by Staff writer, SF
The Iran lobby’s leading organizer, the National Iranian American Council (NIAC), has been perceived to be a non-partisan, human rights group that advocates for the welfare of Iranian-Americans.
An article in IranLobby.net, says that, “In truth, the group’s links to the regime and its almost-cult-like obedience to supporting the regime and not criticizing it has left it open to legitimate charges of being an Iranian regime front group and nothing more.”
The larger Iranian-American community has shown a willingness to question the NIAC’s motives, especially now that the Iranian resistance has built ties to the broader Iranian diaspora.
The NIAC claimed that, in the wake of the nuclear agreement two years ago, democratic reforms would occur. These claims have proven illusory. In fact, Iranian-Americans are alarmed at the regime’s targeting of dual nationals. Several notable Iranian-Americans have been arrested, and are held without trial or charge.
As well, Iranian-Americans have been horrified by postings on social media by friends and relatives in Iran that showed the brutal crackdown on recent protests, including reports of Iranian women being rounded up and tossed into prison for simply taking off their headscarves as a sign of solidarity with protestors.
Northern California’s San Mateo and Sacramento counties both have sizable Iranian populations. The NIAC has launched an effort to participate in voter education campaigns there. These voter education efforts seem to be designed to help educate voters — for example, by translating documents into Persian. These efforts are funded by grants from the Hopewell Fund and the Future of California Elections. This voter outreach is important in presenting a more about the NIAC to the Iranian-American public, aside from their support of the nuclear agreement and its association with progressive Democratic organizations.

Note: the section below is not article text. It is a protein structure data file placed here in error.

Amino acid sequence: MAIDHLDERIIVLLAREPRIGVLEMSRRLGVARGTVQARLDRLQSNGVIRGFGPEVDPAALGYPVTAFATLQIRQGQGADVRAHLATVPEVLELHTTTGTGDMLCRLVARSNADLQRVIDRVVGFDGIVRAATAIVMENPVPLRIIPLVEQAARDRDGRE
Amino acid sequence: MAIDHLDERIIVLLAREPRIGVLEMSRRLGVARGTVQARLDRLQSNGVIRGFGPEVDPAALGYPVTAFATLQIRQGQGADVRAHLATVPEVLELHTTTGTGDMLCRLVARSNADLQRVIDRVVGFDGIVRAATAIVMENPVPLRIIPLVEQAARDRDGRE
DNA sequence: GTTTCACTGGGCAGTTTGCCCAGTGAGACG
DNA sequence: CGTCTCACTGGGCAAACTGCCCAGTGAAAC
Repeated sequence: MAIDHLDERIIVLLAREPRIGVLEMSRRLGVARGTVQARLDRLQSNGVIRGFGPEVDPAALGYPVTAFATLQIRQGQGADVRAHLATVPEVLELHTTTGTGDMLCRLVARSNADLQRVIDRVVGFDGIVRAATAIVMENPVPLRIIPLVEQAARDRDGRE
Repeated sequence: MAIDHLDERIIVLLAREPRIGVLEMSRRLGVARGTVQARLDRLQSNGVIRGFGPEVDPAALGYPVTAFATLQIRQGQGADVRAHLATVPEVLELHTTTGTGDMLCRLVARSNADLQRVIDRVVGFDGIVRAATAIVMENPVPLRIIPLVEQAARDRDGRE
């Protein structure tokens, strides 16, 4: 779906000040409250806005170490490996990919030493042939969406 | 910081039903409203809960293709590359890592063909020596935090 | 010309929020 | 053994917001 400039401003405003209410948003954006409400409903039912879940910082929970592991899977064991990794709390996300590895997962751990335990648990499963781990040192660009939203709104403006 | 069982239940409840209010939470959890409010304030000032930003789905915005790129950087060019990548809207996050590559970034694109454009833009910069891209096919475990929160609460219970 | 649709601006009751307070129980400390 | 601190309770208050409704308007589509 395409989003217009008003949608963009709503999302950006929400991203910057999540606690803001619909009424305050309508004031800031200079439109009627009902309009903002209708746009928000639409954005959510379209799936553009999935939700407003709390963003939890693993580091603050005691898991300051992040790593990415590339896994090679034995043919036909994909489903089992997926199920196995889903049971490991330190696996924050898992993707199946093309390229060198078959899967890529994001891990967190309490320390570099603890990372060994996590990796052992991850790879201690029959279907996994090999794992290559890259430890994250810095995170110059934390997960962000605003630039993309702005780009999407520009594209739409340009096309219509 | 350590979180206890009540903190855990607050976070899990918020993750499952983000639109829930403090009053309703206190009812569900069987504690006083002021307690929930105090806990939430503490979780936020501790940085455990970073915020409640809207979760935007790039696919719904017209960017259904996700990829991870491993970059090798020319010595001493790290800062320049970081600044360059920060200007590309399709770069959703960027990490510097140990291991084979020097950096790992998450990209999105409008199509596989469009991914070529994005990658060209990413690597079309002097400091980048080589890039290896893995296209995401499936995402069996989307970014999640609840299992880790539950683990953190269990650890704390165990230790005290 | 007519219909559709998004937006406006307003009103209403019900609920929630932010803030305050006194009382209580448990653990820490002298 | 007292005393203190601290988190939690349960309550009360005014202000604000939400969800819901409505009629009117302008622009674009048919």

Investigative journalists, and landmark disclosures through lawsuits, has brought to light the NIAC’s inconsistency, however. This may explain why the NIAC doesn’t have broad support in the Iranian-American community. The benefits and results directly affecting this community through the NIAC’s advocacy are said to be few.
While the NIAC tries to educate voters in Northern California, the Iranian-American community, especially in the Los Angeles, where the largest Iranian diaspora community resides, has been largely silent in supporting them. Instead, they are a vocal booster of the Iranian resistance movement both financially and politically, including the National Council of Resistance of Iran (NCRI).